13 Mistakes You're Making When Cooking Mussels

As bivalves go, mussels are underrated. They do not receive the acclaim that clams do. Nor are they associated with luxury as oysters are. Yet, mussels have been an incredibly important food source for some 20,000 years. Today, they are known for their agreeable flavor, low price point, and nutritional profile.

The one aspect that sets mussels apart from other forms of animal protein is their sustainability. As the world struggles to feed its ever-growing population, this sustainability indicates that the mussels' moment in the spotlight is imminent. 

According to author and fisherman Paul Greenberg, since meats like beef pose a tremendous challenge to the planet in terms of resources, it's unlikely that we'll get to a place where everyone can consume beef. However, he does believe this is possible for mussels (via NPR).

This being said, many potential consumers are put off cooking mussels because they seem like a complicated or even risky ingredient. In an effort to allay these fears, it's best to familiarize yourself with some common mistakes that people make when cooking mussels. You'll soon see that mussels aren't nearly as complex as they first seem.

1. Choosing wild over farmed mussels

It's a common assumption that wild is superior to farmed when it comes to all types of produce. While this may be the case for some seafood, the opposite is true for mussels for a variety of reasons.

Firstly, mussel farms create an environment in which other marine species thrive. Andrew Airnes, director at the Isle of Skye Mussel Company, highlighted this to The Guardian and noted that mussel farming actually creates a marine ecosystem. Rotating the ropes increases biodiversity by 1.6 times and biomass by 3.6 times.

What's more, the bivalves can help restore the surrounding water's purity as they filter up to 25 liters of water per day. Mmussels, as filter feeders, require no inputs, meaning farming them is both cheap and environmentally sound.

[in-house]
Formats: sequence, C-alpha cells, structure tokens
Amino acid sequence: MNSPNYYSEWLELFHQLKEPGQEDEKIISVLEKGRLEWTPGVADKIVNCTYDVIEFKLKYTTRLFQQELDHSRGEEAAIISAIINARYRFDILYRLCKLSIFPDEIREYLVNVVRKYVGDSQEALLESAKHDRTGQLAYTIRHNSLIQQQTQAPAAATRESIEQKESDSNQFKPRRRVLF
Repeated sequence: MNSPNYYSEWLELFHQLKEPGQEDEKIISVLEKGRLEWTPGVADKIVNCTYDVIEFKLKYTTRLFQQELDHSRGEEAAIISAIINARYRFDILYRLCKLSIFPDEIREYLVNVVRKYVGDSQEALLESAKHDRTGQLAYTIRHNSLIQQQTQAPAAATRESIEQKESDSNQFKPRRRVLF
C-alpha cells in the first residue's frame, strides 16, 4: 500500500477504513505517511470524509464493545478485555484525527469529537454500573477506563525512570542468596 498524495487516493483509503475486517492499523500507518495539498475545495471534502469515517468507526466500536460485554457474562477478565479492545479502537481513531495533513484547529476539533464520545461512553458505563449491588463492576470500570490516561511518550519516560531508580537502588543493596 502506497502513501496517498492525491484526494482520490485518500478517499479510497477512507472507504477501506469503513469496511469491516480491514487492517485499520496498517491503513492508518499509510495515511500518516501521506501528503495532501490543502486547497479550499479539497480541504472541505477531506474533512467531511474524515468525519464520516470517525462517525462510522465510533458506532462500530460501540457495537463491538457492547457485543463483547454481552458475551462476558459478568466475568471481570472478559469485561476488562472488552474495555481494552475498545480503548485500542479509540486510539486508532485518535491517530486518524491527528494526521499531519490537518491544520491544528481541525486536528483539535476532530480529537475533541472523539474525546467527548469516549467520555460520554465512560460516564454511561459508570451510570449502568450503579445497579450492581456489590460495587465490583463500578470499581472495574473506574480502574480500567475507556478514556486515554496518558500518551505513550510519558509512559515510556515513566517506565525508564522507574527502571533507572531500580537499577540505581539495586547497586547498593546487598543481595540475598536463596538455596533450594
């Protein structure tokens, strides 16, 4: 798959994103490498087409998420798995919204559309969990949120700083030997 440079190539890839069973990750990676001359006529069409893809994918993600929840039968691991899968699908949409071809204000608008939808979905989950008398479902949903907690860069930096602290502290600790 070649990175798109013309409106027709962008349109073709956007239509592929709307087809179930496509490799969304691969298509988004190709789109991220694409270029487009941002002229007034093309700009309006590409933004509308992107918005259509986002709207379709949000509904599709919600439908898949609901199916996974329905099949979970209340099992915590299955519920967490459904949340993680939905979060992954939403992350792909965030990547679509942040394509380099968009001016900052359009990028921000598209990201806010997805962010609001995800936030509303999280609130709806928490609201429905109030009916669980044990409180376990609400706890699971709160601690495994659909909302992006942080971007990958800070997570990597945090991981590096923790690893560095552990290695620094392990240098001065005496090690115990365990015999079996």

Another benefit of farming mussels is that doing so boosts wild mussel populations. This is because the farmed mussels release spat (juvenile mussels) into the open water. From a consumer perspective, farmed mussels are also safer. The water around mussel farms is diligently checked, ensuring that humans do not ingest mussels full of harmful toxins. This can be the case with wild mussels harvested from near sewers, toxic algae blooms, or factories.

2. Not checking your mussels for freshness

As the flesh decays rapidly, consuming mussels that are not fresh can lead to various illnesses (as per Livestrong). As such, purchasing mussels that are still alive is vitally important. Thankfully, it is quite easy to distinguish between fresh mussels, live mussels, and dead ones.

First of all, the mussels should either be closed, or they should be closed after being tapped. Any mussels that stay open after tapping or squeezing are dead and should not be purchased or cooked (via Fine Dining Lovers).

The smell is another indicator of freshness; the mussels should not smell overly fishy. Instead, they should smell like the sea. According to chef Louis Tikaram, mussels should smell like diving through a wave. If they smell like the ocean, then they're good to eat (via GQ Magazine).

If you're in doubt about mussels' freshness ask your fishmonger when they were caught. Most can live for about four days after being harvested. Any longer, and they should definitely be avoided.

3. Buying frozen mussels

Frozen mussels are nowhere near as good as their fresh counterparts, for reasons chef Matt Wynn describes: The mussels tend to lose too much flavor when frozen. If you're using frozen mussels, the sauce must be pretty good, but even if the sauce is good, the mussels are likely to taste rubbery and have an unpleasant texture (via Food & Wine).

It's not just flavor that mussels lose through freezing, but nutrients as well. A study published in The Journal of Food Science and Technology found that freezing mussels caused levels of polyunsaturated and monounsaturated fats (the so-called good fats) to drop. The level of minerals also plummeted. On the other hand, the amount of unhealthy saturated fats increased. In other words, mussels are significantly less healthy when frozen as opposed to fresh.

If you must buy frozen mussels, The Food and Drug Administration advises against packets that have frost in them. This may be a sign the shellfish was allowed to defrost at one time, potentially making the mussels unfit for consumption.

4. Storing live mussels incorrectly

Ideally, mussels, like all shellfish, should be consumed as soon as they are purchased, but this is not always possible. So, learning to store them correctly is crucial. After all, there is little point in buying fresh mussels if you accidentally kill them as soon as you get home.